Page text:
Medicare Re-Admissions Penalties–Algorithms Keep Money Shifting and Make It Difficult for Realistic Budgets to be Met Alon
Posted Aug 14 2012 11:25am
In healthcare today we see a lot of this going on with standards and goals that are to be met and there are great efforts out there but again we come back to shifting more money away from hospitals and what’s being accomplished here other than one more analytics system that becomes counter active at times with patient care? I agree it’s good to have goals and work towards them but we are reaching a tipping point here where all we are doing is shifting money and creating news stories for the most part.
First of all demographics and the types of patients cared for has a lot to do with how the numbers will roll out. In addition technology does contribute and does help but probably not at the pace that HHS is forecasting either. Some of the best accredited hospitals are getting fined, so what’s up with that? You also have to remember that the admissions goals and formulas were created a few years ago so with technology moving so fast today and with the lack of business intelligence with most governmental agencies to function and compare with private companies, it’s outdated. It’s just one more thing for hospitals to deal with and like I said, good to have goals but all this does is shift money for the most part. Some hospitals for their efforts with time and money spent have been on the short end of this too, so concerted efforts don’t make much difference, it’s luck of the draw for the most part with the demographics of patients and the type of care given. You can see from the post below to where UCLA was given a grant to study how remote monitoring can help and it will to some degree but until all hospitals are using systems with some type of common “data” and “software” values, what does it do?
In the meantime just shift more money around as today we are finding a lot of good methodologies for better care but ending up in the bean counter analytics is turning in to a big black hole. I said a while back that rating hospitals is useless anymore as the data is so flawed so what makes this report any better? Same applies for the doctor ratings and I just wrote to a doctor this week who is retired and told him on the web he’s still listed as seeing new patients, and he’s been retired for about 6 years not.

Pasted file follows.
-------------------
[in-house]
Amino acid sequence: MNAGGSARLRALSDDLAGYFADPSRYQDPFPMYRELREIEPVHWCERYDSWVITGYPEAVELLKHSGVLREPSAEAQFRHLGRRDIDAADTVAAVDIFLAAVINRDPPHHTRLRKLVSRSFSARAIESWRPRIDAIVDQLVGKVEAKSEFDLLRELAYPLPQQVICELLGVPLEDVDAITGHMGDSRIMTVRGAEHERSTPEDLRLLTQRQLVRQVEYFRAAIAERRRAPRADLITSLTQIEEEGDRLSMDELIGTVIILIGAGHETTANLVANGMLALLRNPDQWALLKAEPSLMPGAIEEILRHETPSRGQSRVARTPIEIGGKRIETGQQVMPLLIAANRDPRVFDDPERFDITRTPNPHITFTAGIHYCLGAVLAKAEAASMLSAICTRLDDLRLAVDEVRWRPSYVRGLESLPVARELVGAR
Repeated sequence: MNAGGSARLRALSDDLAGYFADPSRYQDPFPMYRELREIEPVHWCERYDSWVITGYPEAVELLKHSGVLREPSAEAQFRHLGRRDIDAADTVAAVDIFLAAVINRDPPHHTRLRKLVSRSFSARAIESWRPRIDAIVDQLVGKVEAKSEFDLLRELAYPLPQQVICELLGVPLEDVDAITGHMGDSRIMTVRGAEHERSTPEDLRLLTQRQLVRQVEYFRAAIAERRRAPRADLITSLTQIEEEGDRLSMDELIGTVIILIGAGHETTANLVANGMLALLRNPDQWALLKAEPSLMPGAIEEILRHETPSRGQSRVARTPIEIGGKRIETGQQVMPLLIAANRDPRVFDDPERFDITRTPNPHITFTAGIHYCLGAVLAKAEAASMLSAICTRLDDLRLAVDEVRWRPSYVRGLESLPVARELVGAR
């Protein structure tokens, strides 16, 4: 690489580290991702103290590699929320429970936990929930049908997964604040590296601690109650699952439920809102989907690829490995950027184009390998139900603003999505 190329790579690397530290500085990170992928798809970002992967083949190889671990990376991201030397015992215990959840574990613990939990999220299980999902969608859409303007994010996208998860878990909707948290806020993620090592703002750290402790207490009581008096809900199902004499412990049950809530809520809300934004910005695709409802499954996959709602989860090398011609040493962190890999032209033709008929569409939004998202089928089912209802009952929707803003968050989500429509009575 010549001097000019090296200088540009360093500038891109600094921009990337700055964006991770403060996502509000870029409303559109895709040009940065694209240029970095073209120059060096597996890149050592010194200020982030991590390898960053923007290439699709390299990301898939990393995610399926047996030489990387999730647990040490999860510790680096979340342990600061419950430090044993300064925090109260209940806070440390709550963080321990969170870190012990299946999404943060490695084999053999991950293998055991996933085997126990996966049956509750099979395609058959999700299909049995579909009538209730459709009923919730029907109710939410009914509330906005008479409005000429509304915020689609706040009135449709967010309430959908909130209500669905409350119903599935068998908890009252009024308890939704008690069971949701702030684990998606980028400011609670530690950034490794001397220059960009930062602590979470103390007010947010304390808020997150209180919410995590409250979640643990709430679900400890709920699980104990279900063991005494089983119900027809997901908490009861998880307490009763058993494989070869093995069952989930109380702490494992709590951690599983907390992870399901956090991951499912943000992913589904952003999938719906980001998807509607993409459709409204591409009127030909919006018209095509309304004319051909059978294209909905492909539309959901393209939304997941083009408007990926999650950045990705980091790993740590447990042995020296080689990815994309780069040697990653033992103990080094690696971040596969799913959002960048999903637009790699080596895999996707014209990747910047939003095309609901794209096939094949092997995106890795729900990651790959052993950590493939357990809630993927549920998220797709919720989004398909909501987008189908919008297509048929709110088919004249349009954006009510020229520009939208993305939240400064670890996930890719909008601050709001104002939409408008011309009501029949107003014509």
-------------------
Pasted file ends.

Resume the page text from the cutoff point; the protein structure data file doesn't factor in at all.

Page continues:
The one story that gets me though is the Heritage Foundation and their search for the perfect re-admissions algorithm..look at the site full of gamers crunching numbers…I find humor in this as well with seeing former HHS director sucked in here too but he also has his PE firm to make money too so keep that in mind…Go take a look at the site and see how it is set up to game and crunch numbers…is anyone going to win that $3 million dollar prize…it’s just like the WellPoint XPrize $10 million dollar prize they put out to solve healthcare a few years ago, you get a lot of PR out of it but in reality the problem is bigger than million dollar carrots can solve. See how the public and executives get sucked in here with naïve beliefs that an algorithm can solve “all” problems?
With current day complexities today, setting and meeting some goals are pretty much futile so what’s the next step here? Are we headed for a new algorithm that says “no” if the patient needs to be readmitted?With some of the data we work with today and where intelligence is added to “flawed” data, that’s about the end of the rope and look at all the time and money it costs to shift money as hospitals get fined, and then some contest, and then we go to lawsuits…so is this working? Looks pretty futile and outdated to me.
So keep shifting that money around…..and create some big profits for the analytics folks who are ready to sell you truckloads of software to support the effort…some of it is truly helpful but sifting through and dumping the garbage part of software analytics today is a chore. BD
Medicare is cracking down on hospital readmissions in a way that is going to hurt the bottom line of facilities in most parts of the nation.
Come October, 2,211 hospitals will have their Medicare readmissions reduced by as much as 1 percent, records show . It's part of a new effort , authorized by the Affordable Care Act, to get hospitals to pay more attention to ensuring that patients receive the care they need after they leave. Nearly 1 in 5 Medicare beneficiaries is readmitted within a month.
Among the hospitals getting penalized are many big names, including Mount Sinai Hospital and New York-Presbyterian Hospital in Manhattan, the University of Michigan Health System in Ann Arbor and Yale-New Haven Hospital in Connecticut. (There's a bit of irony in that last one, as Yale researchers helped Medicare measure readmissions.)
Massachusetts General Hospital, just lauded as the best hospital in the country by U.S. News, will lose one half a percent of Medicare payments for each admitted patient. A total of 278 hospitals are getting the maximum penalty. You can look up your hospital here .